Wu-Han

Good point, should look into that but I doubt it given it’s so close to ATM. Actually should do this at open tmw


perfectionisenemy

You can definitely roll it out for credit if the price is not deep ITM.


DreamySensei

This question impresses me with the desire to have a healthy respect for risk management. I always set a mental stop loss so that I'm never in this situation in the first place. You could have ended up rolling for eternity, could you imagine? I'd have to have a zealous conviction that the asset is worth it.


[deleted]

Roll the put out the next cycle before it loses extrinisic value and you get an early assignment. If you get assigned just sell the stock immediately at the open and if you want keep the position sell another put


Flaze909

As others have mentioned already, you would have been paying margin interest the moment you opened a credit position so long as you're on a margin account. Upon getting assigned, you will have a negative cash balance of -$3000, which will incur even higher costs from ordinary margin usage if I recall correctly. You could top-up the $3000 to make these costs go away. The smarter move is to roll it out to another date, either same strike or a lower strike for a credit. This is more efficient as the credit should outweigh the margin interest if you intend to keep the position.


5349

You only pay margin interest when your cash balance is negative. You are not charged interest for selling a put.


Flaze909

It depends on the account size and its existing positions (see exposure fee): [https://www.interactivebrokers.com/en/trading/margin-requirements.php](https://www.interactivebrokers.com/en/trading/margin-requirements.php) I'm scrolling through my past statements now and it does seem like I'm not being charged anything yet despite having some non secured short option positions.


5349

The exposure fee is not interest. It's a charge for high-risk accounts.


Flaze909

But this definition of high risk applies to having short option positions that constitute margin though? Surely an account that holds only equity can't be labelled a high-risk account and incur exposure fees. Then again you might be right on IBKR not charging margin interest unless the cash balance becomes negative. I would need to dig deeper into my past statements to be sure.


5349

The IBKR page about the exposure fee says only a small proportion of accounts are affected. How could they deduct any interest when you're not borrowing any money from them? Obviously you would start paying interest if you get assigned on a short put and your cash balance goes negative then.


NukedOgre

You 100% do not get charged interest on margin unless you are actually negative.


Flaze909

Yea I just checked my statements to be sure, good to know I can turn up the leverage now lol.


SillyFlyGuy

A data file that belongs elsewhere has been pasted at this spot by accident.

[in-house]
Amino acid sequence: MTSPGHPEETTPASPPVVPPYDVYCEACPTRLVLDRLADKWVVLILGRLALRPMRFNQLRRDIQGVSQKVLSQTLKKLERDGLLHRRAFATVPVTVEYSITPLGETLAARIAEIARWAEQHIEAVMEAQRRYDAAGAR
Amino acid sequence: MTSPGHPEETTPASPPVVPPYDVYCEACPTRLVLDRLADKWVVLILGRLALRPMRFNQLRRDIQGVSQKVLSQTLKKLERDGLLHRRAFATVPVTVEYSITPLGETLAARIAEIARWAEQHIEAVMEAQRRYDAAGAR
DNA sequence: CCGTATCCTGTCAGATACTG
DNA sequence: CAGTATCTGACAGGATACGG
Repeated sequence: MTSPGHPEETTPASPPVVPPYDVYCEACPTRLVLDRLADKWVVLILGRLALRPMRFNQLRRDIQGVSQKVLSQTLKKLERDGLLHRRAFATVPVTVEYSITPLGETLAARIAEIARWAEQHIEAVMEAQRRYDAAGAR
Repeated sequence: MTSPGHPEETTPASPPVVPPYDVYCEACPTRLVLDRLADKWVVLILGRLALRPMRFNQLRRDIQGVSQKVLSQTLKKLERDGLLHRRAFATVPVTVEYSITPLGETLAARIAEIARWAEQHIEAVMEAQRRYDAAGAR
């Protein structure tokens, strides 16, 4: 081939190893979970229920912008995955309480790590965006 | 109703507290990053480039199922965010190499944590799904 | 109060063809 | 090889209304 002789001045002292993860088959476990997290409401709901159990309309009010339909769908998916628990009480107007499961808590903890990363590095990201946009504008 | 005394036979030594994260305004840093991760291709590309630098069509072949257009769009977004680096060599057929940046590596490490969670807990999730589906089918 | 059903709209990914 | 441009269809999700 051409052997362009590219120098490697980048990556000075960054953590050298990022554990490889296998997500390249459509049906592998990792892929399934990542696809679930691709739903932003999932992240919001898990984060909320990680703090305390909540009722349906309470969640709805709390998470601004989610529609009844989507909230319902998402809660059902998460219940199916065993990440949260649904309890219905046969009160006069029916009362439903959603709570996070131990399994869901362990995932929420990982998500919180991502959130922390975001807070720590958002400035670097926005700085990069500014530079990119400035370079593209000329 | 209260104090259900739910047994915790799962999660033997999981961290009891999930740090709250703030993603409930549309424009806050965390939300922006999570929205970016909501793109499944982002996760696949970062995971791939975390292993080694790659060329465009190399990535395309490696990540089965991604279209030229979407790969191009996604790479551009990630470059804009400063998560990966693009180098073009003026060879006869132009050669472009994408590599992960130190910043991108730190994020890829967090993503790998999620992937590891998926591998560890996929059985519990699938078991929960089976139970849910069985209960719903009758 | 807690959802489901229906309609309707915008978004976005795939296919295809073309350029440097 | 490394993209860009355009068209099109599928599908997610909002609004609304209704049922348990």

WallStreetBets is ---> thataway. lol good luck!


Wu-Han

Shit, wish you had commented before market close. Oh well, let’s see how it goes tmw and I’ll roll if possible. But question: wouldn’t it always be a negative cash balance if you use margin to buy a stock?


Flaze909

Not quite sure what your question is asking, but yes, you can purchase stock while leaving yourself with a negative cash balance. So long as you're on a margin account, all net credit trades will involve margin usage, except for covered calls. Theoretically you could take the assignment and keep selling weekly covered calls for premium to reduce this negative figure, so long as the premium outweighs the additional interest from having a negative cash balance.


Wu-Han

Ok I’ll use some actual numbers and different factors to make the example a bit more clear. Cash: $73k (only $50k is USD) Initial margin: $76k Maint margin: $69k Net liquidation value: $135k Now if I sold a $700 put on TSLA expiring Friday, I’d technically have enough cash to support the position without margin. 1. I only have $50k USD so do other currencies get converted automatically to fill the $20k balance? 2. Can I decide to only use $50k USD and use $20k USD on margin (probably dumb)? 3. Any other points to mention on initial margin and maint margin levels? Am I taking too much risk?


Flaze909

Not 100% sure but based on what I recall happened to me: 1. The other currencies do not get automatically converted. 2. You will have a negative $20k USD cash position 3. Maintenance margin does not change despite having a negative cash balance. However you will start paying extra interest on this negative cash balance. The risk lies in how the rest of your portfolio fares under these market conditions and you'll be liquidated accordingly if the maintenance margin blows up. As always I would advise rolling the TSLA put downwards to any strike that gets you net credit for maybe 1-2 weeks at a time.


Wu-Han

Thanks I wouldn’t mind owning TSLA at $700 in the short term volatility. ATM CC weekly is around $40.00. I’ve checked how much interest is charged on negative cash balances. Seems relatively low at $1.50 per day if I need to borrow $15k (not $20k as I mentioned earlier) Basically (if you don’t read the link) their example calculation is $100k x (2.18% + 1.5%)/360 = $10 per day https://www.interactivebrokers.com/en/index.php?f=5425


NukedOgre

One of the biggest reasons for using margin is not the loan, its that you are technically using your brokers money and dont have to worry about money settling, free ride violations etc.